Memoir isn’t the summary of a life; it’s a window into a life, very much like a photograph in its selective composition. It may look like a casual and even random calling up of bygone events. It’s not; it’s a deliberate construction.
These activities were designed for Ms. Pederson’s Writing 12 class, and we decided to arrange the activities as 5 stations. Her class came to the Learning Commons for a week to complete all of the activities, our goal was to better prepare them for an upcoming assignment where they would be asked to write their own short memoir. Classroom discussions around the difference between autobiographies, biographies, and memoirs, took place before we started these activities.
First, we started by explaining the first three activities, and then the students had the first two classes to work through the stations in any order.
The first three activities were:
Station 1: Writing Territories: learning more about me
Station 3: My World in Black and White: a photo memoir
Debrief stations 1-3:
After everyone had a chance to finish, we discussed what new things we learned about ourselves, and what things were the hardest to write about. A few students read out their writing activity from station 2, and some of the students shared their photo memoirs (those who were comfortable sharing).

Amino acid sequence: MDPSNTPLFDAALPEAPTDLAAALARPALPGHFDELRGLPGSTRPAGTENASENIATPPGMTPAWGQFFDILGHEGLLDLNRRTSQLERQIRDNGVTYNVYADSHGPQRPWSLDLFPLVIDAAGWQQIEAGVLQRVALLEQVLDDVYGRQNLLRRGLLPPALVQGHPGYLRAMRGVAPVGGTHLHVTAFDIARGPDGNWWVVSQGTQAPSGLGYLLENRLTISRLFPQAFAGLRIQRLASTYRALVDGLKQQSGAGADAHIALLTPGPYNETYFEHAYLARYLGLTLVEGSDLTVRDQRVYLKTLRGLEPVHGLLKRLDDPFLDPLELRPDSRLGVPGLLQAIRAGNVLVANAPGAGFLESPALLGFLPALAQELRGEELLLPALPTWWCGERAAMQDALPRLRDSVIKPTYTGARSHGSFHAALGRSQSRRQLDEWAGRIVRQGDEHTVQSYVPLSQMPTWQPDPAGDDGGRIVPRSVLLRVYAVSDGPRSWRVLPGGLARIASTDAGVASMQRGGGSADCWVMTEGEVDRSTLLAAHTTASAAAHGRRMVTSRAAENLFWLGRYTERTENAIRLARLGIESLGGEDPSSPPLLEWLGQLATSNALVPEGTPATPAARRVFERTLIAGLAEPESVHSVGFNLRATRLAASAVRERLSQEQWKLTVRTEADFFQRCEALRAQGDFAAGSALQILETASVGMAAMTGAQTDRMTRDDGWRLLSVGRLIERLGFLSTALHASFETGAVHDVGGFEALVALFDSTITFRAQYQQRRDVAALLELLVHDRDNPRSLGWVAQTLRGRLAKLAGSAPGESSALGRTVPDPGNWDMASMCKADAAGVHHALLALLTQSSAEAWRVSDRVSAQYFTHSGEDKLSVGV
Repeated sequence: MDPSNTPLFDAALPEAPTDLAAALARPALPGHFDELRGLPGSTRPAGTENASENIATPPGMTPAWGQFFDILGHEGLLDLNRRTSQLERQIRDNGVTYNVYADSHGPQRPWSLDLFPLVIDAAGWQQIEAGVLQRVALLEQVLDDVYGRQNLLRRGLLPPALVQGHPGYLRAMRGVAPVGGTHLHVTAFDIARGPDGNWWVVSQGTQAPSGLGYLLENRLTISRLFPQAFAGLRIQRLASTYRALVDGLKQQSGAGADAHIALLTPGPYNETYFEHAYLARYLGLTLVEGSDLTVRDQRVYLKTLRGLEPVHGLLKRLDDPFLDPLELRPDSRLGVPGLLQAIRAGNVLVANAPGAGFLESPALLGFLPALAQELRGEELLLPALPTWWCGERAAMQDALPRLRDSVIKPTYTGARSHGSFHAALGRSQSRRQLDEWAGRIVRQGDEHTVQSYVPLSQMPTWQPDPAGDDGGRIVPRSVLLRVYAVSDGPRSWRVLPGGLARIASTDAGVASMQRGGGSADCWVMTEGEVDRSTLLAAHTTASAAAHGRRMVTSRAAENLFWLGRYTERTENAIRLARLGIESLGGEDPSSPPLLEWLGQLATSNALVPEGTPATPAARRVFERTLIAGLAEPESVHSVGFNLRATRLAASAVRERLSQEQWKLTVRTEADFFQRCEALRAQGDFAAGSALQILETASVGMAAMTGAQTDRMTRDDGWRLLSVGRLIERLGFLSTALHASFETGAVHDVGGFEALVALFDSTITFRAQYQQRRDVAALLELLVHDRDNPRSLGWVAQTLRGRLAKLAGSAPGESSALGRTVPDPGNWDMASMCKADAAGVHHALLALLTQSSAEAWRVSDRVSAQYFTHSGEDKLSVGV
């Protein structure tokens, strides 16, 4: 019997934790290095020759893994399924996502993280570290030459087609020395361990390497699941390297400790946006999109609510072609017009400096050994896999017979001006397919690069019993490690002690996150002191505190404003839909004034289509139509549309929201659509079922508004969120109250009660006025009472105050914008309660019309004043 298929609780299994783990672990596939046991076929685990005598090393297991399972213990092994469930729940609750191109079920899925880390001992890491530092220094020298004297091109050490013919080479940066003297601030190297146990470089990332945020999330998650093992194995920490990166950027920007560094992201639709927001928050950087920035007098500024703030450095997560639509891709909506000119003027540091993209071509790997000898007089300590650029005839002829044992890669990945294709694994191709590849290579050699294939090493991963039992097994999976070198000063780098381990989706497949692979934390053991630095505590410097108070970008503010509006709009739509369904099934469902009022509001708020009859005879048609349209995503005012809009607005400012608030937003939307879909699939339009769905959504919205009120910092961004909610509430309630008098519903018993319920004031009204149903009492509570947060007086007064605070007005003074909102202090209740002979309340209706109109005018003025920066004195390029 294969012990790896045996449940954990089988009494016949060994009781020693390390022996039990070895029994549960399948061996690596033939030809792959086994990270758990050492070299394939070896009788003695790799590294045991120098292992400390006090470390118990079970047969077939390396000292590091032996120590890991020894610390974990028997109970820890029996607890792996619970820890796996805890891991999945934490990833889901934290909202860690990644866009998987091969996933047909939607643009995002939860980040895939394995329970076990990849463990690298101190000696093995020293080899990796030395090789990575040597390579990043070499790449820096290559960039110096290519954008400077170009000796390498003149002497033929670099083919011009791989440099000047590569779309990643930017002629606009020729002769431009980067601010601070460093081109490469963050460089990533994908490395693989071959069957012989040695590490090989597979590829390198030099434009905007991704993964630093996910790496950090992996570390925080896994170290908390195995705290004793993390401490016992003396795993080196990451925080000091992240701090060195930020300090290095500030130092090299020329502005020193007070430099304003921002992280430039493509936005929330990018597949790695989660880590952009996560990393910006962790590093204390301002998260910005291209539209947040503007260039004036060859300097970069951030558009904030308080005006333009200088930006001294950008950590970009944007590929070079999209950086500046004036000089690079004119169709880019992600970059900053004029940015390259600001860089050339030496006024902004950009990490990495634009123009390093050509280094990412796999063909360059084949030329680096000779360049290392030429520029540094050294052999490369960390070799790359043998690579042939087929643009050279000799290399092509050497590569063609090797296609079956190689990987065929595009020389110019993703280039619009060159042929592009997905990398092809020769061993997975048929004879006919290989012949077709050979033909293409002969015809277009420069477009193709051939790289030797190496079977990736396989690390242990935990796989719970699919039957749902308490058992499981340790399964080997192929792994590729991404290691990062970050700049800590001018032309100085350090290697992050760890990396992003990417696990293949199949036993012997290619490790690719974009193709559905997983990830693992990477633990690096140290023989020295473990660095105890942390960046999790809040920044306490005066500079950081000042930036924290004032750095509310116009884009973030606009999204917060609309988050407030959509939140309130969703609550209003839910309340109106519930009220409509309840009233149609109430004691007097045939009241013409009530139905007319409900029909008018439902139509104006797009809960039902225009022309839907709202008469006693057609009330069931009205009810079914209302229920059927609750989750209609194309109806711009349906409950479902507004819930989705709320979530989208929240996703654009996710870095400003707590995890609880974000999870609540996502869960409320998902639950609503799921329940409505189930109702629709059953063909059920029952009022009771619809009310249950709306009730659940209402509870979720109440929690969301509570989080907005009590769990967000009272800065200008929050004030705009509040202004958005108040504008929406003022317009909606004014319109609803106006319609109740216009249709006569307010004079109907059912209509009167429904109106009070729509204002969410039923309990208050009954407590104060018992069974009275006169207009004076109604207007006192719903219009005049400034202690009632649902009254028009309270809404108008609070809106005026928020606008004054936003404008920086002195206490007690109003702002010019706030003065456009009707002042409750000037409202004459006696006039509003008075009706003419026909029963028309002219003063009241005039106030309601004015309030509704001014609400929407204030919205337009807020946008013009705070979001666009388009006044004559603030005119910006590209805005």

Next, we introduced activities four and five. Again, the students could work through these two stations in any order.
Station 4: Mystery Memoirs
Station 5: The way I see it…
Debrief stations 4-5:
After everyone had a chance to finish, we debriefed the results of the mystery memoir activity. We revealed the books hidden in the brown bags, I book talked a few of the titles and read a short senopsous of other titles. Some of the students also shared their photo memoirs (those students who were comfortable sharing). Some of the memoirs we used for our activities are on this list, but there are many great memoirs to choose from. The only activity that we would revamp next-time would be the Smell and Sound of Words; it was far too easy for the students so we would find a more sophisticated passage. Overall, the students had fun with the activities, and some discovered memoirs they wanted to read. How do you teach students to embrace the Memoir? I would love to hear your ideas!
“Each of us is a book waiting to be written, and that book, if written, results in a person explained.”
~Thomas M. Cirignano